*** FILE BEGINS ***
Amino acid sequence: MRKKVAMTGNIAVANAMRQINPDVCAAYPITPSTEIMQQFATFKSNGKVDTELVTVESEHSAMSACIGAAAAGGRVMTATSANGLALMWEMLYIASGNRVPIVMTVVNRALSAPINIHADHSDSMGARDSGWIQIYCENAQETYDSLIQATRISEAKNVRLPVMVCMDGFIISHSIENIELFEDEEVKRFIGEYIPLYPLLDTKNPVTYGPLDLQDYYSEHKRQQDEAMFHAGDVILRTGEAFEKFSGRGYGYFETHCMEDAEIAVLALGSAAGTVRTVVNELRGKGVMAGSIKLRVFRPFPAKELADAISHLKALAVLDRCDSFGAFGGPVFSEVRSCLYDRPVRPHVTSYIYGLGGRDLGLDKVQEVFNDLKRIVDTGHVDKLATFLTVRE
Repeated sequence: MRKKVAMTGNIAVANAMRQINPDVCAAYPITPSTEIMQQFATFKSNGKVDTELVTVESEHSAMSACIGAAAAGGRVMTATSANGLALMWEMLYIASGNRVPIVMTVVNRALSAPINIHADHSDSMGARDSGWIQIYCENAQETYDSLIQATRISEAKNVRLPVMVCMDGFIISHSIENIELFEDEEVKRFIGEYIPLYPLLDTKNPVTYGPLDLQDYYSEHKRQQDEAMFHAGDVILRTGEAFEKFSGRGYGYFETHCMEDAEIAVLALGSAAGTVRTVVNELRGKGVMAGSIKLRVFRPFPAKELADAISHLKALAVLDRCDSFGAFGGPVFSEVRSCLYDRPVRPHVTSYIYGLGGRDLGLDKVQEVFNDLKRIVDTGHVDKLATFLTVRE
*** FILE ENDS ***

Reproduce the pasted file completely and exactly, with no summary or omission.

Amino acid sequence: MRKKVAMTGNIAVANAMRQINPDVCAAYPITPSTEIMQQFATFKSNGKVDTELVTVESEHSAMSACIGAAAAGGRVMTATSANGLALMWEMLYIASGNRVPIVMTVVNRALSAPINIHADHSDSMGARDSGWIQIYCENAQETYDSLIQATRISEAKNVRLPVMVCMDGFIISHSIENIELFEDEEVKRFIGEYIPLYPLLDTKNPVTYGPLDLQDYYSEHKRQQDEAMFHAGDVILRTGEAFEKFSGRGYGYFETHCMEDAEIAVLALGSAAGTVRTVVNELRGKGVMAGSIKLRVFRPFPAKELADAISHLKALAVLDRCDSFGAFGGPVFSEVRSCLYDRPVRPHVTSYIYGLGGRDLGLDKVQEVFNDLKRIVDTGHVDKLATFLTVRE
Repeated sequence: MRKKVAMTGNIAVANAMRQINPDVCAAYPITPSTEIMQQFATFKSNGKVDTELVTVESEHSAMSACIGAAAAGGRVMTATSANGLALMWEMLYIASGNRVPIVMTVVNRALSAPINIHADHSDSMGARDSGWIQIYCENAQETYDSLIQATRISEAKNVRLPVMVCMDGFIISHSIENIELFEDEEVKRFIGEYIPLYPLLDTKNPVTYGPLDLQDYYSEHKRQQDEAMFHAGDVILRTGEAFEKFSGRGYGYFETHCMEDAEIAVLALGSAAGTVRTVVNELRGKGVMAGSIKLRVFRPFPAKELADAISHLKALAVLDRCDSFGAFGGPVFSEVRSCLYDRPVRPHVTSYIYGLGGRDLGLDKVQEVFNDLKRIVDTGHVDKLATFLTVRE